As parents, you know preschoolers say the cutest things and sometimes ask the hardest questions. Preschoolers are super curious. As they start attending school and making friends, preschoolers are exposed to lots of new things and people. This is where those difficult questions typically come from. Questions like “Why is that flag a rainbow?” or “Why does Bobby have two mommies and not a daddy?” are bound to come up at some point. So, it can be helpful to have an idea about what to say to kids about LGBTQ identity when they ask. You may find talking to your preschoolers and kindergarteners about it uncomfortable because you’re unsure how to broach the topic, but knowing the resources at your disposal takes away a lot of the anxiety.
Knowing what LGBTQ stands for and how to explain it to kids is step No. 1. Remember, they are young, so specifics about sexual orientation aren’t needed. LGBTQ is an acronym for “lesbian, gay, bisexual, transgender, and queer.” The “Q” in LGBTQ doesn’t always stand for queer. In many instances, it means “questioning” — the person is still exploring.
Welcoming Schools is a wonderful resource for teachers regarding LGBTQ identity, but it is also a big help to parents. The website has great articles on answering those awkward questions and statements like, “Why is that man in a dress?” “Boys can’t wear pink,” or “Girls can’t get married.” If you’re struggling to define LGBTQ in terms children will understand, Welcoming Schools offers ideas on the topic.
Queer Kid Stuff on YouTube has a four-part video series explaining the LGBTQ acronym in a child-centered way. Lindsay Amer hosts the channel along with her teddy bear co-host. It might be helpful for parents to watch the videos solo in order to give themselves a better idea about how to tackle those tough questions before they’re asked.
If your child comes home from a playdate or birthday party and is curious why a friend’s family has two moms or two dads, one way to answer the questions is with a kids’ book. There are several LGBTQ children’s books geared toward preschoolers. Here are some titles you may find helpful when talking to your preschooler about LGBTQ identity:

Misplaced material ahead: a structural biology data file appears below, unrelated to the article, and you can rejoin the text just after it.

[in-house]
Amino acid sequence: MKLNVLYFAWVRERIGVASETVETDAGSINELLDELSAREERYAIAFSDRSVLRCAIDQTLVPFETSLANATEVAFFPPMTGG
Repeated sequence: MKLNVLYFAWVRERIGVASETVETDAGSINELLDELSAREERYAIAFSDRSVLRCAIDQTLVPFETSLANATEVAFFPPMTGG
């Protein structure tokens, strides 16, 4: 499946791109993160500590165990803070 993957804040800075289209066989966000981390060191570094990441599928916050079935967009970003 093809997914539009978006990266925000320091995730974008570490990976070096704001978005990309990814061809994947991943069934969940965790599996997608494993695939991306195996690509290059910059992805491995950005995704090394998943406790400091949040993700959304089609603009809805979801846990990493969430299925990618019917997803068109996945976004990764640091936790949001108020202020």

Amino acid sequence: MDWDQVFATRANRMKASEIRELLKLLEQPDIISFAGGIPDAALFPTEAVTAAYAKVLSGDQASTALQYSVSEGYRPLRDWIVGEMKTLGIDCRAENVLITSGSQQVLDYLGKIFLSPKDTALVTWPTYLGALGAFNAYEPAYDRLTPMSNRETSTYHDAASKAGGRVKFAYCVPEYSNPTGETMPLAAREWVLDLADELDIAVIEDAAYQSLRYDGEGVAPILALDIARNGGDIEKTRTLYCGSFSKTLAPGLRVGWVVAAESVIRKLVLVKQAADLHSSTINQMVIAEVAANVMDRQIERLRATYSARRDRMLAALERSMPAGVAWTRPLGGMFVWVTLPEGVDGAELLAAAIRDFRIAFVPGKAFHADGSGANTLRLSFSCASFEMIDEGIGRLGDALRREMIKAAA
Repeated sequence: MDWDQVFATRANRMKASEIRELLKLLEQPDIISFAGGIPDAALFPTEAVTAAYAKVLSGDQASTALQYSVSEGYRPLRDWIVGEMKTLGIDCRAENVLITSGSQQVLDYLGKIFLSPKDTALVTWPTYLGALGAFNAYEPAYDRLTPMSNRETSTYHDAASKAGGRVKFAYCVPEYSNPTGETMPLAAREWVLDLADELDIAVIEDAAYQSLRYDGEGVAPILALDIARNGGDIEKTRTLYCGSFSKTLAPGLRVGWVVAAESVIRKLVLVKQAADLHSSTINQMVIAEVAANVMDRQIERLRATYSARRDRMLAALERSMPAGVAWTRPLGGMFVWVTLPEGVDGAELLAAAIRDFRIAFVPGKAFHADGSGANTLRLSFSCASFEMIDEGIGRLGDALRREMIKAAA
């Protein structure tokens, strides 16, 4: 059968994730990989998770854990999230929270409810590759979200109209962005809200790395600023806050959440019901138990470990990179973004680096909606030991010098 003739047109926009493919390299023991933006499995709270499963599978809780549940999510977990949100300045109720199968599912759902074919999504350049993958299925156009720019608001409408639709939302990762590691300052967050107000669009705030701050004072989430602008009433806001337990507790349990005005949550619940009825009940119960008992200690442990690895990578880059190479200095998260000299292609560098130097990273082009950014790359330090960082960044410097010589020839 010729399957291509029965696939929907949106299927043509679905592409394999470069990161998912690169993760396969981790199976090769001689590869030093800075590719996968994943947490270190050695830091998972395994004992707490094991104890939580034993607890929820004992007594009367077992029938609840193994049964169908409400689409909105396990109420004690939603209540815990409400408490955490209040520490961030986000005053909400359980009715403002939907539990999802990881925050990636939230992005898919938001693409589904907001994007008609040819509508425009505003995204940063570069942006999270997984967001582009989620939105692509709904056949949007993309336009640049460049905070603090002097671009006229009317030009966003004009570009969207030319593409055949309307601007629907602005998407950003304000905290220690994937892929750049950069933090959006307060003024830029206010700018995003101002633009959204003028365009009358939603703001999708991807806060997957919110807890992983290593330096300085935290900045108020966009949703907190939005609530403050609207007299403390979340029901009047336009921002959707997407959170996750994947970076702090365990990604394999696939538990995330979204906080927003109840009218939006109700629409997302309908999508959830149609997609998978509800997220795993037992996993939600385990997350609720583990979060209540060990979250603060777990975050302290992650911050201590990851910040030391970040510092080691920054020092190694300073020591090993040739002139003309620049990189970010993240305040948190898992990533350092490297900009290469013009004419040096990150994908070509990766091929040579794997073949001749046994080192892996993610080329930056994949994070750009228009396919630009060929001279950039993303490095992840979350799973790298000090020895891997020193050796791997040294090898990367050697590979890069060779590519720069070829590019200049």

Gender bias starts pretty early in life, and kids get the idea that girls wear pink and boys wear blue. When that discussion comes up, it might be time to read Robb Pearlman’s Pink is for Boys. This is a fun book to read in school and at home, because it tosses all those tired stereotypes about boys and girls and what they wear and like to play with out the window.
When you’re wondering what to say to your preschooler about LGBTQ, the answer lies in accepting and embracing differences. Why does Sarah have two mommies? The simple answer is because every family is different. When you are talking to 3, 4, 5, and 6-year-olds, the answer actually is that straightforward. Preschoolers don’t understand and don’t need to know about sexual orientation. That discussion is for later years. Young children think every household is like theirs.
So, when they step outside in the neighborhood and see it isn’t the same, they look to you for an explanation. Every family is different. Some have one parent. Others have two, and that’s okay. The same goes for those dreaded gender stereotypes. Why is the man wearing a dress? The answer is because it makes him feel happy. Don’t we all like to wear what makes us feel good?
Preschoolers always seem to come out with stuff when you’re standing in a long line at the grocery store, and they always talk very loud. It’s all right. As parents, we all understand because we have all been there. Your reaction to an uncomfortable question tells kids a lot. So, it’s important to answer it simply and smile. If there’s a question you’re unsure of, like “What does a rainbow flag mean?” tell your child you’re not sure, and you’ll Google it together later.
The rainbow flag has become a symbol of the LGBTQ movement, and the different colors represent diversity: Red for life, orange for healing, yellow for sunshine, green for nature, blue for serenity, and purple for spirit. Knowledge is power, and when you’re talking to your kids about LGBTQ identity, the more you understand, the easier it is to answer those questions.
There are a lot of LGBTQ children’s books that are fun to read during Pride Month in June or when questions come up. Websites like Welcoming Schools can give you a window into providing kids more detailed explanations when needed. There are even helpful YouTube videos on LGBTQ identity that are kid-centered and a helpful resource for parents.
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